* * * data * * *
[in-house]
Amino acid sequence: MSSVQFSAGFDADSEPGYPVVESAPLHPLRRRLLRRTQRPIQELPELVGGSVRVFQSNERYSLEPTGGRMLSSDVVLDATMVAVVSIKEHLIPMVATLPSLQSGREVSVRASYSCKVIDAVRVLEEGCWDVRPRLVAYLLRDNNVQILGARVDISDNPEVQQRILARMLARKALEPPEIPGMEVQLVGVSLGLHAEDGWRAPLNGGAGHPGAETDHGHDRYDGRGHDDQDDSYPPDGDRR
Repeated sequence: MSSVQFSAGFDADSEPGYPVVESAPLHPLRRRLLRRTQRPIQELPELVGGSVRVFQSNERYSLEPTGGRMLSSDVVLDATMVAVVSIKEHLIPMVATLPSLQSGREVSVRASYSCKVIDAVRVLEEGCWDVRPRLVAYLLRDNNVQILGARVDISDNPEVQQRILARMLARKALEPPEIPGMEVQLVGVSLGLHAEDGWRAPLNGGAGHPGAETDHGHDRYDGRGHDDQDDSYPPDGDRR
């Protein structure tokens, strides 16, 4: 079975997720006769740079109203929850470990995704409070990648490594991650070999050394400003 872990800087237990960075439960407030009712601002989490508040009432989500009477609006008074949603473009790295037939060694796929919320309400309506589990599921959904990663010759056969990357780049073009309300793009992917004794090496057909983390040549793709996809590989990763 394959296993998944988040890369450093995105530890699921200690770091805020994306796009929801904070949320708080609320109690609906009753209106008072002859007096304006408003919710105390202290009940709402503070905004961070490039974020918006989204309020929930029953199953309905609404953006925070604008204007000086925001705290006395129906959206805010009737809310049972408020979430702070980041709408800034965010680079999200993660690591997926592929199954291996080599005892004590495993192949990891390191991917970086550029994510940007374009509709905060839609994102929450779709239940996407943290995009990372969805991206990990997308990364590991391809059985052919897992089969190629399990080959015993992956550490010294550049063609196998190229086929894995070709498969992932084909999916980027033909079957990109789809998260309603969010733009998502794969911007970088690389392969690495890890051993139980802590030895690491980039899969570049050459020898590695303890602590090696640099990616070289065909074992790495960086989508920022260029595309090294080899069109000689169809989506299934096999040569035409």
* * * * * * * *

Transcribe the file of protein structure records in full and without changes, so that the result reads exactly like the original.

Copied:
[in-house]
Amino acid sequence: MSSVQFSAGFDADSEPGYPVVESAPLHPLRRRLLRRTQRPIQELPELVGGSVRVFQSNERYSLEPTGGRMLSSDVVLDATMVAVVSIKEHLIPMVATLPSLQSGREVSVRASYSCKVIDAVRVLEEGCWDVRPRLVAYLLRDNNVQILGARVDISDNPEVQQRILARMLARKALEPPEIPGMEVQLVGVSLGLHAEDGWRAPLNGGAGHPGAETDHGHDRYDGRGHDDQDDSYPPDGDRR
Repeated sequence: MSSVQFSAGFDADSEPGYPVVESAPLHPLRRRLLRRTQRPIQELPELVGGSVRVFQSNERYSLEPTGGRMLSSDVVLDATMVAVVSIKEHLIPMVATLPSLQSGREVSVRASYSCKVIDAVRVLEEGCWDVRPRLVAYLLRDNNVQILGARVDISDNPEVQQRILARMLARKALEPPEIPGMEVQLVGVSLGLHAEDGWRAPLNGGAGHPGAETDHGHDRYDGRGHDDQDDSYPPDGDRR
């Protein structure tokens, strides 16, 4: 079975997720006769740079109203929850470990995704409070990648490594991650070999050394400003 872990800087237990960075439960407030009712601002989490508040009432989500009477609006008074949603473009790295037939060694796929919320309400309506589990599921959904990663010759056969990357780049073009309300793009992917004794090496057909983390040549793709996809590989990763 394959296993998944988040890369450093995105530890699921200690770091805020994306796009929801904070949320708080609320109690609906009753209106008072002859007096304006408003919710105390202290009940709402503070905004961070490039974020918006989204309020929930029953199953309905609404953006925070604008204007000086925001705290006395129906959206805010009737809310049972408020979430702070980041709408800034965010680079999200993660690591997926592929199954291996080599005892004590495993192949990891390191991917970086550029994510940007374009509709905060839609994102929450779709239940996407943290995009990372969805991206990990997308990364590991391809059985052919897992089969190629399990080959015993992956550490010294550049063609196998190229086929894995070709498969992932084909999916980027033909079957990109789809998260309603969010733009998502794969911007970088690389392969690495890890051993139980802590030895690491980039899969570049050459020898590695303890602590090696640099990616070289065909074992790495960086989508920022260029595309090294080899069109000689169809989506299934096999040569035409």